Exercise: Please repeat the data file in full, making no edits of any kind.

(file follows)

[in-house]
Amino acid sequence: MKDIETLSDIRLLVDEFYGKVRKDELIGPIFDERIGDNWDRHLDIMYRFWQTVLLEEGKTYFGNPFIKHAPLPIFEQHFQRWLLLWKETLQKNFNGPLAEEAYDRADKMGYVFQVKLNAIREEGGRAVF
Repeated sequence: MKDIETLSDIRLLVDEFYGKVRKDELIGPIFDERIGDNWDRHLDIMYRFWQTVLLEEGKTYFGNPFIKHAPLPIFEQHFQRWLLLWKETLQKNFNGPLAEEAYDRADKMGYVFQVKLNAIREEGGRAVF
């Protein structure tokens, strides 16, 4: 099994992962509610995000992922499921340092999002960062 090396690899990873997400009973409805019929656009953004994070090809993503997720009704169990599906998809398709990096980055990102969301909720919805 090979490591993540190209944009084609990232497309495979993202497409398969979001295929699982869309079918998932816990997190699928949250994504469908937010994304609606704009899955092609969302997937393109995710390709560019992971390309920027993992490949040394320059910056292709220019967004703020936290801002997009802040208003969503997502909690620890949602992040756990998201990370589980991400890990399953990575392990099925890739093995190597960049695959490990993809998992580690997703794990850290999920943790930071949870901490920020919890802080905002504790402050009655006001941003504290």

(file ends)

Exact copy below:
[in-house]
Amino acid sequence: MKDIETLSDIRLLVDEFYGKVRKDELIGPIFDERIGDNWDRHLDIMYRFWQTVLLEEGKTYFGNPFIKHAPLPIFEQHFQRWLLLWKETLQKNFNGPLAEEAYDRADKMGYVFQVKLNAIREEGGRAVF
Repeated sequence: MKDIETLSDIRLLVDEFYGKVRKDELIGPIFDERIGDNWDRHLDIMYRFWQTVLLEEGKTYFGNPFIKHAPLPIFEQHFQRWLLLWKETLQKNFNGPLAEEAYDRADKMGYVFQVKLNAIREEGGRAVF
């Protein structure tokens, strides 16, 4: 099994992962509610995000992922499921340092999002960062 090396690899990873997400009973409805019929656009953004994070090809993503997720009704169990599906998809398709990096980055990102969301909720919805 090979490591993540190209944009084609990232497309495979993202497409398969979001295929699982869309079918998932816990997190699928949250994504469908937010994304609606704009899955092609969302997937393109995710390709560019992971390309920027993992490949040394320059910056292709220019967004703020936290801002997009802040208003969503997502909690620890949602992040756990998201990370589980991400890990399953990575392990099925890739093995190597960049695959490990993809998992580690997703794990850290999920943790930071949870901490920020919890802080905002504790402050009655006001941003504290």